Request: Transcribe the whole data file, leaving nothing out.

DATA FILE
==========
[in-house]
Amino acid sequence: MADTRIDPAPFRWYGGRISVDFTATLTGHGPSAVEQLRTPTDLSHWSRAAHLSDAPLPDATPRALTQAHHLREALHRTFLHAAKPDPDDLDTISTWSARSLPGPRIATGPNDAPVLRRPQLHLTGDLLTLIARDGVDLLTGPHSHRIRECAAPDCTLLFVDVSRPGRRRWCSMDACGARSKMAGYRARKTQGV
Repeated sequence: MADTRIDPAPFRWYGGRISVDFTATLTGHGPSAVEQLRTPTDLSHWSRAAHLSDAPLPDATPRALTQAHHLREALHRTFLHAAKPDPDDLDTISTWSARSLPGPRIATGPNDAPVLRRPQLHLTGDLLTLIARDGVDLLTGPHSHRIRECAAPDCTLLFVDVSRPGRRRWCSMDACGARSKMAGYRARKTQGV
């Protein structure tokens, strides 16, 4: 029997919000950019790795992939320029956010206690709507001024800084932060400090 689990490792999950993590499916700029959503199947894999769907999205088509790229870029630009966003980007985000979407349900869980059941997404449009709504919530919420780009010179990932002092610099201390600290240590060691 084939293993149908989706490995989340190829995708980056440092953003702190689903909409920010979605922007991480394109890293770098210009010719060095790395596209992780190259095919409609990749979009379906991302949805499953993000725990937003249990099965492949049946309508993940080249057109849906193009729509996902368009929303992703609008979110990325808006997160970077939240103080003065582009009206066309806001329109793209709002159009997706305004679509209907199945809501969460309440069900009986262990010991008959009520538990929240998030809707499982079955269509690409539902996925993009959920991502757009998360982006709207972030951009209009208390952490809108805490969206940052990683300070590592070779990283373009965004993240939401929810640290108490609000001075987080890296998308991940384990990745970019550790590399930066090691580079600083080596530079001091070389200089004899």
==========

[in-house]
Amino acid sequence: MADTRIDPAPFRWYGGRISVDFTATLTGHGPSAVEQLRTPTDLSHWSRAAHLSDAPLPDATPRALTQAHHLREALHRTFLHAAKPDPDDLDTISTWSARSLPGPRIATGPNDAPVLRRPQLHLTGDLLTLIARDGVDLLTGPHSHRIRECAAPDCTLLFVDVSRPGRRRWCSMDACGARSKMAGYRARKTQGV
Repeated sequence: MADTRIDPAPFRWYGGRISVDFTATLTGHGPSAVEQLRTPTDLSHWSRAAHLSDAPLPDATPRALTQAHHLREALHRTFLHAAKPDPDDLDTISTWSARSLPGPRIATGPNDAPVLRRPQLHLTGDLLTLIARDGVDLLTGPHSHRIRECAAPDCTLLFVDVSRPGRRRWCSMDACGARSKMAGYRARKTQGV
């Protein structure tokens, strides 16, 4: 029997919000950019790795992939320029956010206690709507001024800084932060400090 689990490792999950993590499916700029959503199947894999769907999205088509790229870029630009966003980007985000979407349900869980059941997404449009709504919530919420780009010179990932002092610099201390600290240590060691 084939293993149908989706490995989340190829995708980056440092953003702190689903909409920010979605922007991480394109890293770098210009010719060095790395596209992780190259095919409609990749979009379906991302949805499953993000725990937003249990099965492949049946309508993940080249057109849906193009729509996902368009929303992703609008979110990325808006997160970077939240103080003065582009009206066309806001329109793209709002159009997706305004679509209907199945809501969460309440069900009986262990010991008959009520538990929240998030809707499982079955269509690409539902996925993009959920991502757009998360982006709207972030951009209009208390952490809108805490969206940052990683300070590592070779990283373009965004993240939401929810640290108490609000001075987080890296998308991940384990990745970019550790590399930066090691580079600083080596530079001091070389200089004899």